Rome will host a temporary installation in homage to Michelangelo's bridge that was never built.
Michelangelo Buonarroti's dream of a bridge linking Palazzo Farnese with Villa Farnesina will finally be realised thanks to a project by French artist Olivier Grossetête.
Made from cardboard, the 'Ponte Farnese' will be suspended over Rome's Tiber with three large helium balloons, connecting the French embassy with Villa Farnesina on the other side of the river in Trastevere.
The 18-metre long "flying bridge" - built with the help of hundreds of volunteers, including children and students - has been organised by the French embassy together with the Institut Français Italia, with the support of the Webuild group and in collaboration with Villa Farnesina-Accademia dei Lincei.
The installation will be inaugurated at around 19.00 on the evening of 13 July - the eve of Bastille Day, France's national holiday - in the presence of Rome mayor Virginia Raggi and French ambassador to Italy Christian Masset.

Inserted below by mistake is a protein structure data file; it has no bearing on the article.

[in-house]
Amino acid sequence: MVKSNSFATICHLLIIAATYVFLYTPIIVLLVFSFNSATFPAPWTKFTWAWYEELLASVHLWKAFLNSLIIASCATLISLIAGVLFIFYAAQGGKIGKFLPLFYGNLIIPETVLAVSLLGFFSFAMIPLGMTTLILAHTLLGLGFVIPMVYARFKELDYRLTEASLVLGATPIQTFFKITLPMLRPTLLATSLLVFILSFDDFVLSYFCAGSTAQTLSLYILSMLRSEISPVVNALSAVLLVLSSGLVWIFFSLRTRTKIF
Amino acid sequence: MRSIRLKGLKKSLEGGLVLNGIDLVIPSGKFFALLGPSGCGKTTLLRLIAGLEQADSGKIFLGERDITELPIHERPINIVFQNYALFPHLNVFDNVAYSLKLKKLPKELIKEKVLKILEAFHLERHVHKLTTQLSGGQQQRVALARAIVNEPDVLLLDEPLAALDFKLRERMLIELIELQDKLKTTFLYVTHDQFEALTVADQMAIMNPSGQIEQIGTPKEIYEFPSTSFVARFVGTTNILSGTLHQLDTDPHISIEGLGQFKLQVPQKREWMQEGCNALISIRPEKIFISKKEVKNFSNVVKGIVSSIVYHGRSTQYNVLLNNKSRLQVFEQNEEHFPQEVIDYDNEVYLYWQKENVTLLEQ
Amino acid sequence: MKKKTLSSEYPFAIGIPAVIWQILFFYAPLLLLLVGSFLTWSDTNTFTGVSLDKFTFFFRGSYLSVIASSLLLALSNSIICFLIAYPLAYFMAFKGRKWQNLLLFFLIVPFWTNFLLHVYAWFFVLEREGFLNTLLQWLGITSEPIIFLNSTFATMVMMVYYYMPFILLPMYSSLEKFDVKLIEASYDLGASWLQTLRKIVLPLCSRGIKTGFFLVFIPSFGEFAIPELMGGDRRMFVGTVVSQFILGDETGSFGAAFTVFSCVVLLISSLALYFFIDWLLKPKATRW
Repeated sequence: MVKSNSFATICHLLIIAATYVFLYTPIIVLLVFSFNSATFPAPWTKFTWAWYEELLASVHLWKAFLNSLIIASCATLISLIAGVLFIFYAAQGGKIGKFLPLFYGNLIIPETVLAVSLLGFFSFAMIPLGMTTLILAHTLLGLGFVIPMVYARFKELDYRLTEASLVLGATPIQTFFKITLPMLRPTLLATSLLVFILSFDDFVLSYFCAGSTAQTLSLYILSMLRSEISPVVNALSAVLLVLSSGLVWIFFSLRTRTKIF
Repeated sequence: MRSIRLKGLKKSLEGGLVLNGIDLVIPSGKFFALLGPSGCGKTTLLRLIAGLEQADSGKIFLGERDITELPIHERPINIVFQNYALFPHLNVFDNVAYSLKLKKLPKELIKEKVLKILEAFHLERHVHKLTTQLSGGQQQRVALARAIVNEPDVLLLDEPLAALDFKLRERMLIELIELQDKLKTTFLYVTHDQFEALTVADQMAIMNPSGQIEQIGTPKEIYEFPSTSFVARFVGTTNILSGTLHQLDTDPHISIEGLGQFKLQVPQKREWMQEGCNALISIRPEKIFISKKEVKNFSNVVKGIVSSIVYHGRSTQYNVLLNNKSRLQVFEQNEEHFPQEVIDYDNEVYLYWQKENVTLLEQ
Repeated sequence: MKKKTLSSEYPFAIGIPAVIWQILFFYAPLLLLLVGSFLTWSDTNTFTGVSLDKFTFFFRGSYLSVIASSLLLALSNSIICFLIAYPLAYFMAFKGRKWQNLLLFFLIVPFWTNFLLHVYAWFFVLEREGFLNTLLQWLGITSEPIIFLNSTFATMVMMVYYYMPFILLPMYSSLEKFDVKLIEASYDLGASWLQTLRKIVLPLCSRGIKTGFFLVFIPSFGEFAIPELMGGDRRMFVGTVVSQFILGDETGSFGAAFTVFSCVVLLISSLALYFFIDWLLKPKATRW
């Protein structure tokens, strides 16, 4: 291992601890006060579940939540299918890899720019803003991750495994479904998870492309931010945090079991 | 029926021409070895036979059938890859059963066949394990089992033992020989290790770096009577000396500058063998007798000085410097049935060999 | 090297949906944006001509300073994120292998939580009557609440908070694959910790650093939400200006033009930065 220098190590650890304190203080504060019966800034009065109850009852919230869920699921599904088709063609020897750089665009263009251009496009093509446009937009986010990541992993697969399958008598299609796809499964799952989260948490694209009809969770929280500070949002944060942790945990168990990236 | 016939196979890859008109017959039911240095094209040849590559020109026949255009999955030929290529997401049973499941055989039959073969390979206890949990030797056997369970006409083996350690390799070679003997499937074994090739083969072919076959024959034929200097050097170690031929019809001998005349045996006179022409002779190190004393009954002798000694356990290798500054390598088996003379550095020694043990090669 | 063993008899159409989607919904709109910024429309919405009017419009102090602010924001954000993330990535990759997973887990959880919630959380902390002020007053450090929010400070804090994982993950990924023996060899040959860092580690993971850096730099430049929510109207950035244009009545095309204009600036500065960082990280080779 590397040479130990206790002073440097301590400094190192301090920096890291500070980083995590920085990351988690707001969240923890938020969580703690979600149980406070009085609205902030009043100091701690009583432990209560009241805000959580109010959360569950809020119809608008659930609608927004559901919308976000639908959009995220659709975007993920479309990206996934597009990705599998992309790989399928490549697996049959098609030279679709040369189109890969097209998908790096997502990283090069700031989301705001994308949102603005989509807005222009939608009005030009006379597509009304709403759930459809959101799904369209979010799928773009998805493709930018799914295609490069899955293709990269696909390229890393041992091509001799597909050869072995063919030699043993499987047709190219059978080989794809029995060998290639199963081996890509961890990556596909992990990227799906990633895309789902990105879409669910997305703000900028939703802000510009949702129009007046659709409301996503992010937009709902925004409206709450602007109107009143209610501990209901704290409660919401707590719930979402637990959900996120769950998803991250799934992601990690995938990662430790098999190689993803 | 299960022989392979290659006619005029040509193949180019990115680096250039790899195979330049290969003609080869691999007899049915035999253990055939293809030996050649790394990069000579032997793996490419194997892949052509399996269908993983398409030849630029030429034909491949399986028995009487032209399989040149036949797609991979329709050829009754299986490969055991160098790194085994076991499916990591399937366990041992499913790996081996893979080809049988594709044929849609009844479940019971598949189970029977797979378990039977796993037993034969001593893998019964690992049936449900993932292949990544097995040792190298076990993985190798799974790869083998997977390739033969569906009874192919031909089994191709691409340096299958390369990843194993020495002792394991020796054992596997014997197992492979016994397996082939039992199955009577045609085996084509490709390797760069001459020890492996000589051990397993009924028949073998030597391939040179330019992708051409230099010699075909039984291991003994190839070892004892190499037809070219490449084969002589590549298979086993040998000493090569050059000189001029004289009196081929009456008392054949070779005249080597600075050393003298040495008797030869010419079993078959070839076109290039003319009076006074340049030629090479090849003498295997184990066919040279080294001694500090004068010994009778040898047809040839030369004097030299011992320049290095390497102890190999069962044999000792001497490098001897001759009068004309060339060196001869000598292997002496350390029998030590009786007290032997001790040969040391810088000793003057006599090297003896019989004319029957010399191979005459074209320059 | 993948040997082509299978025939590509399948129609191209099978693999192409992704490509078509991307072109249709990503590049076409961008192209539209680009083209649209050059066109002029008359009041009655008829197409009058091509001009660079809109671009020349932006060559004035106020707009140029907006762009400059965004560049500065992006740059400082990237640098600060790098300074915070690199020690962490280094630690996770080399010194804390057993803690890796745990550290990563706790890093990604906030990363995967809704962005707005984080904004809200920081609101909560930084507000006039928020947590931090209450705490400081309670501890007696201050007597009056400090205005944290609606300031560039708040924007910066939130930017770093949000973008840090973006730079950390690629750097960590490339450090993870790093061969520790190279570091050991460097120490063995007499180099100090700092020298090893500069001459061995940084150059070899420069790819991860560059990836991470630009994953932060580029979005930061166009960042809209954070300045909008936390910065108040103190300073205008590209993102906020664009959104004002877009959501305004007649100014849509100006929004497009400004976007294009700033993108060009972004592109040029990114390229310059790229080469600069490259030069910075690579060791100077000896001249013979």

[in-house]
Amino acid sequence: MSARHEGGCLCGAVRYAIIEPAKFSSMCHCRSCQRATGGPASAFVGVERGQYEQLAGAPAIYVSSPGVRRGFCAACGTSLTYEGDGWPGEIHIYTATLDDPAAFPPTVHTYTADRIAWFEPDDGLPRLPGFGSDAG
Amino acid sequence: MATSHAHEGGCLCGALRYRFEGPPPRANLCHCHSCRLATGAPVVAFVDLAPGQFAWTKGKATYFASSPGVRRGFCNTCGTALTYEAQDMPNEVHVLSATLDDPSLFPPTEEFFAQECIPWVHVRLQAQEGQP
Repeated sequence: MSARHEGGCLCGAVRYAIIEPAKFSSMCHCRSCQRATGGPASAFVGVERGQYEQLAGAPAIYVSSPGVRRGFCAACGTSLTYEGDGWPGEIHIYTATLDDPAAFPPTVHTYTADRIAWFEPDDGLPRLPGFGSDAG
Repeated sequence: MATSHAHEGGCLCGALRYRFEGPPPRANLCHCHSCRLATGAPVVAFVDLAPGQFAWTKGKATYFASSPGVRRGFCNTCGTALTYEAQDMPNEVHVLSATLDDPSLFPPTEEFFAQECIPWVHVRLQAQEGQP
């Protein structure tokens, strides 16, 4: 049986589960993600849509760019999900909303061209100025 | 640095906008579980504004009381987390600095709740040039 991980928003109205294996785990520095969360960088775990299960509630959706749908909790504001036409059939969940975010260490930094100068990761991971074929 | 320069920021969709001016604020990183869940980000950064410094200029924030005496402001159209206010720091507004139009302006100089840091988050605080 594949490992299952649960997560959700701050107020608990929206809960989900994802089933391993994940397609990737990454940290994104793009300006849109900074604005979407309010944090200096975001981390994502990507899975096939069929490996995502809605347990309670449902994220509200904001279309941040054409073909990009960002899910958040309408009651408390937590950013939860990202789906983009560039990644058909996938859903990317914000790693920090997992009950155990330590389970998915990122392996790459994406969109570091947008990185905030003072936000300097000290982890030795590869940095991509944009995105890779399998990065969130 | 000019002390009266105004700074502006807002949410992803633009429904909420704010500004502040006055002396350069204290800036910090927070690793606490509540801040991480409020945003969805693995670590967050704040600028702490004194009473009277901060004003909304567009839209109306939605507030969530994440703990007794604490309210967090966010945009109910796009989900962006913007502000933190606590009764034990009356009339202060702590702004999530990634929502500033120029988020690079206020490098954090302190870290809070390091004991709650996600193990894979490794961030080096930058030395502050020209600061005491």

Organisers describe the initiative, whose official name is Ponte fra le Epoche, as "an ephemeral homage where modernity and timeless beauty meet," with WeBuild hailing the project as "a symbol of hope."
The bridge will be raised over the stretch of the river Tiber near Ponte Sisto, where it will remain suspended from a height of 18 meters until 18 July before being taken down and recycled.
Brief history of Michelangelo's plan for Ponte Farnese
In the 16th century Michelangelo was commissioned by Pope Paul III Farnese to create a link between Palazzo Farnese and the gardens that the family owned on the opposite bank of the Tiber, home to Villa Farnesina, today the base of the Accademia dei Lincei.
The Ponte Farnese was never completed however and only got as far as its initial phase, still visible today as the 'Arco dei Farnesi' on Via Giulia.
After Michelangelo died, the architectural project was entrusted to Vignola and Giacomo della Porta.
However the construction involved an enormous expense and, with the Farnese funds drying up, it was eventually decided to abandon the dream.
For 500 years Michelangelo's project has remained an ambition on paper, until now, when Romans will have the chance - for a few days - to imagine what the bridge would have looked like.
Cover image courtesy WeBuild
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Michelangelo's lost bridge to float over Rome
Piazza Farnese, 67, 00186 Roma RM, Italy
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